Chinese officials have cautioned the UK government over its interference with Hong Kong amid the new security laws Beijing passed in the city.

International tension

Ambassador Liu Xiaoming said that the UK's decision to provide citizenship to up to three million Hong Kong residents that want to flee the city could be considered as a massive international intervention.

According to BBC, Dominic Raab, the British Foreign Secretary, denied the accusations of the Chinese national.

Those who oppose the new security law that Beijing imposed on Hong Kong say it undermines the city's political freedom and autonomy.

Prominent young pro-democracy activist Joshua Wong previously issued a statement urging and pleading for the world to support Hong Kong and stand in solidarity with the residents in the city.

Liu also expressed his hopes that the UK would reverse its decision of offering Hong Kong residents citizenship in their country. The Chinese national also announced that Beijing would take necessary steps to respond to the UK's move once details became clear.

The ambassador also said that if the UK continued with its decision not to use Huawei, a Chinese tech giant's technology to support its 5G network plans, it would suggest a declining relationship between the country and other Chinese businesses.

Zhao Lijian, the Chinese foreign ministry spokesman, announced that China had the right to take actions against Britain over its alleged support of Hong Kong and its citizens but did not specify the details and consequences of such actions, as reported by Reuters.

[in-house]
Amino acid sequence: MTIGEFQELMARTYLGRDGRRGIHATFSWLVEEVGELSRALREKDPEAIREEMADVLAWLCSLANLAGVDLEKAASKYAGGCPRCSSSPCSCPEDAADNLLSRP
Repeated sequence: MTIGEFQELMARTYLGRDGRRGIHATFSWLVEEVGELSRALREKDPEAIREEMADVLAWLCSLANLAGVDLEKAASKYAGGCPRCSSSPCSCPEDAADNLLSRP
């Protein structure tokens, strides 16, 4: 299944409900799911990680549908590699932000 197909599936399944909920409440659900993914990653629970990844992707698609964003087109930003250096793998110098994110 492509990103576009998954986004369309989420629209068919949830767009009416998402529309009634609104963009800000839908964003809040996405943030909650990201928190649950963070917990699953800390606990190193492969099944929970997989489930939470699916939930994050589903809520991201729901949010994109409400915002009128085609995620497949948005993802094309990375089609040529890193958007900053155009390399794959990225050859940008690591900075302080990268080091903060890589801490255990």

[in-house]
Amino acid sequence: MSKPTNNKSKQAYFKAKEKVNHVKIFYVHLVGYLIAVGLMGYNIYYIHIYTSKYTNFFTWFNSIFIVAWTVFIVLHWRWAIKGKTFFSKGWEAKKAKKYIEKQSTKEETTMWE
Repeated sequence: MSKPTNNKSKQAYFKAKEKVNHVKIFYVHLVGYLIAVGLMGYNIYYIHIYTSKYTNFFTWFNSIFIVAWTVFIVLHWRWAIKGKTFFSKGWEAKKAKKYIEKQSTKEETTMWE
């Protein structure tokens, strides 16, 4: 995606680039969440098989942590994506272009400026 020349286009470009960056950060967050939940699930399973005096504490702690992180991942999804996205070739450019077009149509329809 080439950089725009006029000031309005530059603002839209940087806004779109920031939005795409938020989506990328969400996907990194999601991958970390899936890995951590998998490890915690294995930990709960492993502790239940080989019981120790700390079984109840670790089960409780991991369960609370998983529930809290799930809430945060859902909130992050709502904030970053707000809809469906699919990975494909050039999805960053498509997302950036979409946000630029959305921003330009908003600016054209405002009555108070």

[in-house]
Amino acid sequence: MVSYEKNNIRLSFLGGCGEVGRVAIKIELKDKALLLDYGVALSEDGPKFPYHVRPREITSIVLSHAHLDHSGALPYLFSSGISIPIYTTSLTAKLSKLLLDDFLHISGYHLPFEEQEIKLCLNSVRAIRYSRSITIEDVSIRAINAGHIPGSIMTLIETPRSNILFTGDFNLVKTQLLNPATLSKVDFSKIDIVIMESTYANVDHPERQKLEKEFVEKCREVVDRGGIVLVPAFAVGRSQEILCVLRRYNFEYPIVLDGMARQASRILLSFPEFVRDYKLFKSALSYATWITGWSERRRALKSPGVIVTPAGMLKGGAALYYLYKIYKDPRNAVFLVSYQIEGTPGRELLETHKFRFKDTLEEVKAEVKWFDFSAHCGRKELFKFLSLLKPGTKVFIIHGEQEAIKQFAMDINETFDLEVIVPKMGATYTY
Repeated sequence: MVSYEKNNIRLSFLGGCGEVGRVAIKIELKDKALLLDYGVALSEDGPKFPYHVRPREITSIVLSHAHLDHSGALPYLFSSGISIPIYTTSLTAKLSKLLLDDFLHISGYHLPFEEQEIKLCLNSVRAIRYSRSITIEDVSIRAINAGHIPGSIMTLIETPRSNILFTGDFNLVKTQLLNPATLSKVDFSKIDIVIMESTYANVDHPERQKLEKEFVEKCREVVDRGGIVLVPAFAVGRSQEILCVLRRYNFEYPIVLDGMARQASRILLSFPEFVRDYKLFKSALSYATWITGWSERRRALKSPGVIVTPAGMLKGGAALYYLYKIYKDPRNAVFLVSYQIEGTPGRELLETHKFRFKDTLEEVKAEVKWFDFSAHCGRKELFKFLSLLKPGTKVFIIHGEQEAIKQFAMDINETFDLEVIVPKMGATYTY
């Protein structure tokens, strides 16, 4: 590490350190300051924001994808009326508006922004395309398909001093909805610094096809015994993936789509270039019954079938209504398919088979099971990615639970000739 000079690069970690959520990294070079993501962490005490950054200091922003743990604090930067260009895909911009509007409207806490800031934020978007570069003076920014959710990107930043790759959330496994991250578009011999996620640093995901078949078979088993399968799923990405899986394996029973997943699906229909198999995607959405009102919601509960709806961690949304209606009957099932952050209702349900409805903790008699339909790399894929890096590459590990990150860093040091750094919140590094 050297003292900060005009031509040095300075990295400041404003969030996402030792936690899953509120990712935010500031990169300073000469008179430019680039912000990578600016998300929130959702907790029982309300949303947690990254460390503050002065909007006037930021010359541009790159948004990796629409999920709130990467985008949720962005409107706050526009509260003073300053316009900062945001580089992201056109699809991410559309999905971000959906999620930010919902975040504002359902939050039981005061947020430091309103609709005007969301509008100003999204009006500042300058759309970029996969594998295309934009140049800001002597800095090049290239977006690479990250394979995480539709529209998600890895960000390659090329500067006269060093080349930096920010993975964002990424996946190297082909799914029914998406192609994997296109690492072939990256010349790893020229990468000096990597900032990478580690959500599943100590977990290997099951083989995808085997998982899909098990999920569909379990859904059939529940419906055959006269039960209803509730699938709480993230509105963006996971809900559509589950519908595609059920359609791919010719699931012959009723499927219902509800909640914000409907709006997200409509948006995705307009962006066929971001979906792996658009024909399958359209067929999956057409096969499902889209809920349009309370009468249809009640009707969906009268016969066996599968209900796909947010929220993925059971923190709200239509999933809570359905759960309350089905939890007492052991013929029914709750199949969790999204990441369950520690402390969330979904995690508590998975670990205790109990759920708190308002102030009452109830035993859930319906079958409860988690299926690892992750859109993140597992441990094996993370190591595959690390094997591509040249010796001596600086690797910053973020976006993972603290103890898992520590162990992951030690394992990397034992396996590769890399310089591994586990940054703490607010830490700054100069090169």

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Violation of previous provisions

The UK has called China's new security law a violation of the 1984 Joint Declaration where the former British colony handed back authority over the city to China but set it in place to ensure that specific freedoms remained, including political freedom and expression.

The British government also said it would provide up to three million Hong Kong residents with a chance to have UK citizenship if they were to flee the city.

When called out by Chinese Ambassador Lu as interfering with China's affairs, Raab said the move was not undermining domestic affairs, but rather, was a questioning of Beijing's commitment to international obligations.

According to Aljazeera, British Prime Minister Boris Johnson, although considered a Sinophile, expressed his support of Hong Kong and urged citizens to do the same. The official was behind the controversial decision to prevent Huawei from being involved in the country's development of 5G infrastructure, saying it was a protection from hostile state vendors.

China's new security law also caused libraries in Hong Kong to pull pro-democracy books from their shelves and make them unavailable to the public while they were being "reviewed" for potential violations of the new legislation.

The Education Bureau noted that they are required to manage and monitor the lessons, teaching, and learning materials within the city to ensure that they do not pose a threat to the new law.

The bureau also said that any outdated content or those that may violate the new law's provisions, including subversion, secession, terrorism, and conspiring with foreign forces would have to be removed.

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